At an extraordinary meeting held today the Tallinn City Council elected its current Chairman Mihhail Kõlvart as the new Mayor with 45 votes in favour.
Mihhail Kõlvart’s speech:
“Thank you for your trust and support. It is an honour as well as a great responsibility to be elected to such a prestigious position that has been held in the past by important historical figures like Voldemar Lender and Jaan Poska.
I noticed that the year of my election happens to be somewhat symbolic - last year we celebrated the centenary of the Estonian Republic whereas this year we celebrate the Estonian Language Year and the 150th anniversary of the first nationwide Song Festival. The Estonian language is a symbol of our country. The Estonian language is the core element of Estonian identity and the foundation of Estonian culture. Everyone living in Estonia should understand the importance of the Estonian language and its cultural context. However, we should acknowledge that Russians and other ethnic nationalities living beside us value their language and culture. Cultures can be complementary provided that there is no conflict between them and that the different ethnic nationalities enjoy freedom of expression and support each other.
Cooperation fosters development, including political development. 115 years ago Estonians assumed public authority in the City of Tallinn for the first time. The Estonian and Russian factions supported one another to take control away from Germans and gain the necessary majority for voting on important issues. Tallinn has always played a special role in Estonian history, including in promoting and shaping the country’s independence. As the Mayor of the city which will soon celebrate its 800th anniversary I aim to serve and work for all its citizens regardless of my native language or theirs.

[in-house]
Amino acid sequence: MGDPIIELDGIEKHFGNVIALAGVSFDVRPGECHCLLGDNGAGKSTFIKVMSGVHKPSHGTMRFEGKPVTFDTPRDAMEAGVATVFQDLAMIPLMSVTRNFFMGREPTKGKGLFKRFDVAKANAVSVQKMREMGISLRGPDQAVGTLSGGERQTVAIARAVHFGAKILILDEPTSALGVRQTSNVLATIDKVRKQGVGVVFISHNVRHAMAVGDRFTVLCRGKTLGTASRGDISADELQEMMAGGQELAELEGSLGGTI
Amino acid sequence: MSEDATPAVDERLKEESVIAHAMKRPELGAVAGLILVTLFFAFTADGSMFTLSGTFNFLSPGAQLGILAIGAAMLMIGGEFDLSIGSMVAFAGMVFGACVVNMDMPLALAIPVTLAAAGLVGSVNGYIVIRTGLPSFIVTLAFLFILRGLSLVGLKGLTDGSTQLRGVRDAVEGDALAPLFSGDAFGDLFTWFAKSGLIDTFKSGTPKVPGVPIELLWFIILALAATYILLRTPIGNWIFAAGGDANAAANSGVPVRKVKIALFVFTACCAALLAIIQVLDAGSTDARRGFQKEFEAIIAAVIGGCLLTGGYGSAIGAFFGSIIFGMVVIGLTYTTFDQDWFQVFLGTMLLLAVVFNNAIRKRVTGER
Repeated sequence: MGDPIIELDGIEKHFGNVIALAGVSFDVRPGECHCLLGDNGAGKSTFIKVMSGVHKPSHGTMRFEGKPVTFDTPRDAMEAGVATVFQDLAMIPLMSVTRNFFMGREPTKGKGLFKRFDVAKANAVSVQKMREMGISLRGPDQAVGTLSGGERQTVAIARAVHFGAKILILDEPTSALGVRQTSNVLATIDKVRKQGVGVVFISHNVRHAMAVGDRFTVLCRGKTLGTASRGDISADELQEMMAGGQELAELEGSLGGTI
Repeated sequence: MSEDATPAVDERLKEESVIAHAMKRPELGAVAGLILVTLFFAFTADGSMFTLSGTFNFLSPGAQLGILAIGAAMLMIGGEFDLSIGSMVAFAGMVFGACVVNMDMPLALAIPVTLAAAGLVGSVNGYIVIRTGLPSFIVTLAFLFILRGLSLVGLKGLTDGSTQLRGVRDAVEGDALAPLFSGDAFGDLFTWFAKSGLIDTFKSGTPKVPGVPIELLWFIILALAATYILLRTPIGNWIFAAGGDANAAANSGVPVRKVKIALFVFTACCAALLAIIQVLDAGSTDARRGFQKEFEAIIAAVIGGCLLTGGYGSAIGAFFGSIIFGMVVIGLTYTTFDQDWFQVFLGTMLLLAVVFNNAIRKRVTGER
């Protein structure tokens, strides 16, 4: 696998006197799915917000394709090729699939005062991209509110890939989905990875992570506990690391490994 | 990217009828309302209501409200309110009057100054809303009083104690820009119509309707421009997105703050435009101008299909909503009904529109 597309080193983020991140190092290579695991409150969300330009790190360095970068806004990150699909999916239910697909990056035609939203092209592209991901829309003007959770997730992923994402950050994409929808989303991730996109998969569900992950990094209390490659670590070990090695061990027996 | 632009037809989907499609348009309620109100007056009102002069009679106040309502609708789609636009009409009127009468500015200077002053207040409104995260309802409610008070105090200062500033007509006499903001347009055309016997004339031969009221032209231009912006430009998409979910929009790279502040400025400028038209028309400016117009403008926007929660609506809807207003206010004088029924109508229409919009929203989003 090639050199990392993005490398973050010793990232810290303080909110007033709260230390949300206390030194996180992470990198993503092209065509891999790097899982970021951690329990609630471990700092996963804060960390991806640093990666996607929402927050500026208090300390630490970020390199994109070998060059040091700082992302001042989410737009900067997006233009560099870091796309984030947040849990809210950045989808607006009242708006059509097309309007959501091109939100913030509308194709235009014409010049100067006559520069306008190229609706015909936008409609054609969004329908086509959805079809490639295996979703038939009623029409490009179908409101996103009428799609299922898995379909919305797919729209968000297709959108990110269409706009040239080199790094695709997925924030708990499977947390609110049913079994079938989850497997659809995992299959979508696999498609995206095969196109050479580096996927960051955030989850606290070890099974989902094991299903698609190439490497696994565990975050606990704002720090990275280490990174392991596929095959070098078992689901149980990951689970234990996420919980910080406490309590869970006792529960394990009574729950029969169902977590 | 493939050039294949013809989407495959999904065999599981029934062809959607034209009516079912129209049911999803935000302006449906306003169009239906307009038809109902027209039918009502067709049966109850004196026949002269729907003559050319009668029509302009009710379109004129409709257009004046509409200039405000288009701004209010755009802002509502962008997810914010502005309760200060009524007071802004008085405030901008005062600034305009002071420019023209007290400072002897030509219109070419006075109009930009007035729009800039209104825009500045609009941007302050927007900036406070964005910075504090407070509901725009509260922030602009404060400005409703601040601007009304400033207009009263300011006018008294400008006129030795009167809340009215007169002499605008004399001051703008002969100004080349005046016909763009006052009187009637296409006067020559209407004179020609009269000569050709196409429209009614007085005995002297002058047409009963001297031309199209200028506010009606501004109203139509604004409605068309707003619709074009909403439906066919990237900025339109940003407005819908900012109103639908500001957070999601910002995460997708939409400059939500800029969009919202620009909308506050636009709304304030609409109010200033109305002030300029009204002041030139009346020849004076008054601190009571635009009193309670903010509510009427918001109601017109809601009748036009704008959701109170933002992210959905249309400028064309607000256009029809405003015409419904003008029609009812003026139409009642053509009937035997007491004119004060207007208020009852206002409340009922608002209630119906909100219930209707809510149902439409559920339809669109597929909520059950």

Urban governance requires a clear vision and availability of support structures. We need to have a holistic view of the city’s present situation and its future which means that to draw a proper roadmap we need to be able to envision what the city should look like in 10, 20 or even 50 years. That vision should integrate all areas of urban life - urban planning combined with a system of municipal services. A good example here is education which connects to all other areas ranging from urban planning and social welfare to morning traffic jams. Vision means the ability to see the connections between the various elements of urban management. It also means the ability to design regular routines so as to allow harmonious development of the city and maximise the accessibility and streamline municipal services.
Vision needs to be supported by structure whereas vision and structure should evolve hand in hand. If you would ask me whether municipal structures require changing and whether I see those changes coming, I would say ‘yes’. But such changes will not be based on an Excel spreadsheet and we will not cut back the number of agencies or officials to achieve mere numerical targets. We need substantive changes aimed at improving the quality of services provided to our citizens.
Developing the City of Tallinn is a complex task because developing a modern European urban environment requires preserving historical as well as environmental values. And I will endeavour to do my best.”
Mihhail Kõlvart has been the Chairman of the City Council since autumn 2017 and in 2011-2017 he served as Deputy Mayor of Tallinn coordinating the areas of education, culture, sports, youth work and integration. Mihhail Kõlvart is a Member of the Executive Board of the Estonian Olympic Committee.
Mihhail Kõlvart will assume the office of Mayor as of tomorrow.
The previous Mayor of Tallinn Taavi Aas took up office as a Member of Parliament.